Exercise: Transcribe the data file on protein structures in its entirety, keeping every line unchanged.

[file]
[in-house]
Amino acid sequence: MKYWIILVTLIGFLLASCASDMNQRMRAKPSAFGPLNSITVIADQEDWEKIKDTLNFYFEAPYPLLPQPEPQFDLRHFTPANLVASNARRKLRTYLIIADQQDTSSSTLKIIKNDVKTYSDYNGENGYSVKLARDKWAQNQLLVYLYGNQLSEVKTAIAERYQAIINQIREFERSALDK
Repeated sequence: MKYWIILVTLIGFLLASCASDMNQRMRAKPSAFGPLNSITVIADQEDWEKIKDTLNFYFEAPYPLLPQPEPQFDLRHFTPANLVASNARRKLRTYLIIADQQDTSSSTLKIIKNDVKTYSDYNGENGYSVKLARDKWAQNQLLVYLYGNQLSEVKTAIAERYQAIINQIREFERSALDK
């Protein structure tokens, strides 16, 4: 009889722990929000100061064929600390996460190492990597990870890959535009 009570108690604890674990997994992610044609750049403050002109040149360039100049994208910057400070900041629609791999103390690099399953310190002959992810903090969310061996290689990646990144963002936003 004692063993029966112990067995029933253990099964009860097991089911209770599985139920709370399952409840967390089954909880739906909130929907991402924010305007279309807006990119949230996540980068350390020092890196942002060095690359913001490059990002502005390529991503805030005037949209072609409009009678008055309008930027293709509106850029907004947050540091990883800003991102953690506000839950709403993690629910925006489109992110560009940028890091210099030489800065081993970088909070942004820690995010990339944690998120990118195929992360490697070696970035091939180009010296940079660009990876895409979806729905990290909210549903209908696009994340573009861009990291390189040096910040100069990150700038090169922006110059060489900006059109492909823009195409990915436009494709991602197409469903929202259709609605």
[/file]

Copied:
[in-house]
Amino acid sequence: MKYWIILVTLIGFLLASCASDMNQRMRAKPSAFGPLNSITVIADQEDWEKIKDTLNFYFEAPYPLLPQPEPQFDLRHFTPANLVASNARRKLRTYLIIADQQDTSSSTLKIIKNDVKTYSDYNGENGYSVKLARDKWAQNQLLVYLYGNQLSEVKTAIAERYQAIINQIREFERSALDK
Repeated sequence: MKYWIILVTLIGFLLASCASDMNQRMRAKPSAFGPLNSITVIADQEDWEKIKDTLNFYFEAPYPLLPQPEPQFDLRHFTPANLVASNARRKLRTYLIIADQQDTSSSTLKIIKNDVKTYSDYNGENGYSVKLARDKWAQNQLLVYLYGNQLSEVKTAIAERYQAIINQIREFERSALDK
């Protein structure tokens, strides 16, 4: 009889722990929000100061064929600390996460190492990597990870890959535009 009570108690604890674990997994992610044609750049403050002109040149360039100049994208910057400070900041629609791999103390690099399953310190002959992810903090969310061996290689990646990144963002936003 004692063993029966112990067995029933253990099964009860097991089911209770599985139920709370399952409840967390089954909880739906909130929907991402924010305007279309807006990119949230996540980068350390020092890196942002060095690359913001490059990002502005390529991503805030005037949209072609409009009678008055309008930027293709509106850029907004947050540091990883800003991102953690506000839950709403993690629910925006489109992110560009940028890091210099030489800065081993970088909070942004820690995010990339944690998120990118195929992360490697070696970035091939180009010296940079660009990876895409979806729905990290909210549903209908696009994340573009861009990291390189040096910040100069990150700038090169922006110059060489900006059109492909823009195409990915436009494709991602197409469903929202259709609605």